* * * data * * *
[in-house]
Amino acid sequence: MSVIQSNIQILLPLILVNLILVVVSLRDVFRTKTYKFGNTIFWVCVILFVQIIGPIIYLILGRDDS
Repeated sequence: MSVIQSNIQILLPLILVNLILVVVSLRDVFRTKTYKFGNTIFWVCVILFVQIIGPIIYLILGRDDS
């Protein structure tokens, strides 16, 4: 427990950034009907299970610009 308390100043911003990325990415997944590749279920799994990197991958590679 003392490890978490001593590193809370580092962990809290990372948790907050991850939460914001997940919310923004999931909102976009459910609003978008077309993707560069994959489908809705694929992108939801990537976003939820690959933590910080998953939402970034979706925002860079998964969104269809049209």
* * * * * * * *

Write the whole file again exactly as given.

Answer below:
[in-house]
Amino acid sequence: MSVIQSNIQILLPLILVNLILVVVSLRDVFRTKTYKFGNTIFWVCVILFVQIIGPIIYLILGRDDS
Repeated sequence: MSVIQSNIQILLPLILVNLILVVVSLRDVFRTKTYKFGNTIFWVCVILFVQIIGPIIYLILGRDDS
């Protein structure tokens, strides 16, 4: 427990950034009907299970610009 308390100043911003990325990415997944590749279920799994990197991958590679 003392490890978490001593590193809370580092962990809290990372948790907050991850939460914001997940919310923004999931909102976009459910609003978008077309993707560069994959489908809705694929992108939801990537976003939820690959933590910080998953939402970034979706925002860079998964969104269809049209």